A class action lawsuit set to be heard before the California Supreme Court could have wide reaching implications for the guard industry in the state. At issue in Mendiola v. CPS Security Solutions is whether or not security guards assigned to work at construction sites - 16-hour shifts on weekdays and 24-hour shifts on weekends - are entitled to be compensated for so-called "sleep time" in which they are required to reside in trailers provided by their employer on the jobsite enabling them to attend to any alarms and to help prevent vandalism and theft.
As a condition of their employment, these guards are required to sign an on-call agreement which designates eight hours a day – generally 9 p.m. to 5 a.m. – as the time in which they are required to stay in trailers on the jobsite. Guards are paid for time in which they’re interrupted during these hours and they can also ask for permission to leave, according to Howard Knee, an attorney with the law firm of Blank Rome LLP, which is representing CPS in the case.
"They get paid for anytime that they’re interrupted so that’s not an issue, but the issue is are they entitled to be paid for the time when they’re not interrupted - when they are sleeping, eating, watching television, reading on the Internet, or whatever they’re doing in their trailers?" said Knee. "If somebody wants to leave the jobsite, they can call dispatch and they’re either given permission to leave or, if they’re not given permission to leave, then they’re paid from the moment they request to leave going forward from the rest of the sleep time."
Attorneys working on behalf of the guards in this case, however, paint a not so flattering picture of this on-call agreement. In a brief submitted to the court, the guards attorneys’ call CPS’ assertion that trailer guards are at the construction site "voluntarily" a "red herring."
"Prisoners assigned to work programs are not 'voluntarily' at work. Persons who are enslaved are not 'voluntarily' at work," they wrote in the brief. "CPS Trailer Guards, like all other 'free laborers,' do what their employer tells them to do, and stay at the jobsite when the employer tells them to stay at the jobsite, voluntarily but with the understanding that the likely price of disobeying an employer’s directives will be loss of employment."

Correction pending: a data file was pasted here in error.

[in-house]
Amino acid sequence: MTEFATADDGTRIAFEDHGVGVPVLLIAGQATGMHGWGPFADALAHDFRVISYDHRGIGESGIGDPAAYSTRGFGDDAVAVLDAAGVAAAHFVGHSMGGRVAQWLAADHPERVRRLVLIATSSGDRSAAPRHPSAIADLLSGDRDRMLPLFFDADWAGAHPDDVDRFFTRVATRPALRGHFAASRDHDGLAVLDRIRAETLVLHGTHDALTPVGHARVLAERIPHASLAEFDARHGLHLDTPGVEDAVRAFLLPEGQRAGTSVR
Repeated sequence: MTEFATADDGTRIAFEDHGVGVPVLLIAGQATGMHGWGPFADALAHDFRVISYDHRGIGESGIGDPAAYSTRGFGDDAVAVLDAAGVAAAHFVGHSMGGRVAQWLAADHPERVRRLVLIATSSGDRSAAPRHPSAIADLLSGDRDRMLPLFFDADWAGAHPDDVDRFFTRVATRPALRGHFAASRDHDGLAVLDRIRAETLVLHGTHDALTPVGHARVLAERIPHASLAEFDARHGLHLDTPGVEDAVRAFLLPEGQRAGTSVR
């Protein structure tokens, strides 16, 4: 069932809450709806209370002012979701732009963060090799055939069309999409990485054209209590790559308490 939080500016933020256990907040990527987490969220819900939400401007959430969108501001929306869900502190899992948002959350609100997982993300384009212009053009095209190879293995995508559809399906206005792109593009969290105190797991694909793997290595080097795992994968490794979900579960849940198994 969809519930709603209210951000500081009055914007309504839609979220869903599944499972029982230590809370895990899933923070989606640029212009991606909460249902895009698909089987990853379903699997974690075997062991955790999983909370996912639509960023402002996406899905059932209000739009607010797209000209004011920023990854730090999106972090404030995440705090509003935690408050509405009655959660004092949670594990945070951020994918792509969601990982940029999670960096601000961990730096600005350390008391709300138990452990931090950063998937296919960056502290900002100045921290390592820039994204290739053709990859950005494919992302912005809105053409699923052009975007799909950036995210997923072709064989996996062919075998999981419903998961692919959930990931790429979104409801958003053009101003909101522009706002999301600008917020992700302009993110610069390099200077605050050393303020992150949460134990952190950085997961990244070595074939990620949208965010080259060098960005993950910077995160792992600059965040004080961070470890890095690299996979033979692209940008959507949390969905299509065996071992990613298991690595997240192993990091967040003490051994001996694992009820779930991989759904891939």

For its part, CPS’ attorneys fired back by saying this analogy was a "use of hyperbole" which "demonstrates the weakness of their position."
According to Knee, there are essentially a few questions before the court.
"One is whether they’re sufficiently under the control of the employer because they are permitted to leave or get paid, so that the time in the trailer constitutes hours worked so that’s compensable," explained Knee. "Even if these hours worked are compensable, can the employer and the employee agree to exclude the eight hours of sleep time from compensable hours worked by agreement. Those are the issues that are before the California Supreme Court."
Cathe L. Caraway-Howard, one of the attorneys representing the guards in this case, said that one of the flaws in CPS’ argument is that this on-call period is not sleep time.
"As we’ve argued over and over, yeah they get to sleep for some of it, but if the alarm goes off they have to respond immediately in uniform and go check out what’s going on," said Caraway-Howard. "That could happen at any time during this so-called sleep time. CPS has called this period of eight hours a variety of things. They’ve given it multiple labels. Sleep time is the most recent one because they latched onto this argument."
Additionally, Caraway-Howard said that the California Supreme Court has ruled in previous cases that state wage laws prevail over federal laws that provide less rights for California workers. She said the problem with the appeals court decision is that they imported this sleep time agreement exemption from federal case law into their ruling.